An unmissable new Herald podcast is bringing together the country's leading experts on climate change and sustainability for a series of stimulating head-to-head debates.

THIS WEEK: Amanda Brock, CEO of OpenUK

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THE Herald’s Climate Conversations podcast, in association with Epson, this week welcomes Amanda Brock, CEO of OpenUK – a not-for-profit organisation for the business of ‘open technology’ in the UK.

Host Marc Strathie, Head of Research and Policy for Scotland IS, joins Amanda in debate as they discuss  industry insights into green-tech and how behaviours surrounding open technology are changing to incorporate sustainable practices.

Brock herself is involved in a vast number of sustainable projects, networks and is a board member for groups related to open technology.

She has been CEO of OpenUK for over two years, an organisation which deals with matters related to open source software, open hardware and open data.

The term ‘open source’ describes software that is available on an open source licence that shares the source code or human readable code, and allows anyone using the code on that licence to maintain and modify the code.

A lawyer with 25 years’ experience, Brock also chaired the Open Source and IIP Advisory Group of the United Nations Technology Innovation Labs and was General Counsel of Canonical for five years. More recently, she was nominated for Woman of the Year at the Women in IT Awards (winner announced on 28 February).

As the podcast kicks off, Brock begins on a personal note. She talks about growing up in Crieff and how her family continue to challenge and inspire her outlook on the impact of sustainability. “My 10-year-old nephew, Ronan, is very determined when it comes to climate change and so passionate about pushing the message out,” she explains.

“He’s probably the single biggest influence on my shift in thinking – the planet that we’re on is ours for now but it will be his for the future.”

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Despite recognising that youth movements are a vital part of progression, Brock highlights a desire to avoid being associated with youth-washing or green-washing but does stress the importance of collaboration.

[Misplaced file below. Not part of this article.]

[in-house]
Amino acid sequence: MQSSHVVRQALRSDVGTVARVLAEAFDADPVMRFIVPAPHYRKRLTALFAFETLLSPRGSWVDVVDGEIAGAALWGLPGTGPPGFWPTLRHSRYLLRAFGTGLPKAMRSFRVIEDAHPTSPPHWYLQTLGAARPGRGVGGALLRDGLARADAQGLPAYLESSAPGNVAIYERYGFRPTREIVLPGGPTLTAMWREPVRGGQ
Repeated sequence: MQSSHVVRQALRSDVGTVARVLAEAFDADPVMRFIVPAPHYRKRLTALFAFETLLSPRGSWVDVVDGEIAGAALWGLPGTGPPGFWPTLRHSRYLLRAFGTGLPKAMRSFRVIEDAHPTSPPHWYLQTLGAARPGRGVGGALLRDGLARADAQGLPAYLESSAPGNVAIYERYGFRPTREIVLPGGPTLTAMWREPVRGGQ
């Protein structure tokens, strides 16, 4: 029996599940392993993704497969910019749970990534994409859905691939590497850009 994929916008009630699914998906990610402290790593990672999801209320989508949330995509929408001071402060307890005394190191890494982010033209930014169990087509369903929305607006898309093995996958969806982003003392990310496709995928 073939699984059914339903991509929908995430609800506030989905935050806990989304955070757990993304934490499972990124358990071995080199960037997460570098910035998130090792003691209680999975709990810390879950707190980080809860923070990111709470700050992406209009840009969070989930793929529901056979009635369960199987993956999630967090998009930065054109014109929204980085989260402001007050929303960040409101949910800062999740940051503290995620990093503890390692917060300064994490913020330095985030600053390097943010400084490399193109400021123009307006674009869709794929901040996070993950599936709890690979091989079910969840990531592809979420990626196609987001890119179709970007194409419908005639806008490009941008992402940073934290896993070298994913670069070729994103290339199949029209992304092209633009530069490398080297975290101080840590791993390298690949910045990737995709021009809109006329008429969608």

“Part of how sustainability evolves is about collective equity and getting people to the table and not telling people what it is they need, but understanding what it is they want themselves, or what it is that is missing or needs changed in their lives,” she says. “And that collective equity piece is a very big part of open source software.

“Some in the organisation viewed COP as hugely successful and commended all the businesses and corporations who showed up. Then you’ll see other people from my organisation on a completely different trajectory of opinion, they do not view it as successful, they think there’s more needing done and that youth groups are leading the way.

“I think that healthy diversity of opinion and bit of friction is necessary for us to get to a successful endpoint.”

Despite OpenUK’s full-day event at COP26, Brock stresses that many spectators expected a stronger presence from the technical and sustainability sectors.

She says: “It was interesting to see that being felt by our own communities. I don’t think the tech sector was there with enough strength, and I think we’re just getting our heads round the many other sectors.”

When Marc questions Brock on whether legislative forces would be more effective than relying on consumer behavioural changes, she responds: “If I think about it from my perspective, and my skillset and experience in technology, one of the things that we regularly say, and said throughout COP26, is that technology will never be the solution. It’s a tool. It’s something that can help deliver better solutions.

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“But it does allow recycling of code, it allows products to last longer because you can open it up and fix it. Which would mean that we’re not forced to change our phones, we’re not forced to change our TVs that are still working fine if it just needed a wee fix.

“Allowing products to last longer isn’t in the interest of companies selling the product, but it is in the interest of society, and it’s one of the benefits that we see in opening up the technologies.”

When discussing green-tech and possible future solutions, the topic inevitably turns to data centres. Brock admits she’s learned a good deal about data centres in the last 18 months: “Probably more than I ever wanted to know,” she laughs.

She emphasises a need to use heat generation from data centres to be fed back into communities. She says: “In Dundee you have the Eden Project being built – why not put a data centre next to it and let it heat it?”

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To listen to the new episode, brought to you in association with Epson, simply search for Herald Climate Conversations in your favourite app store or scan the Spotify link above.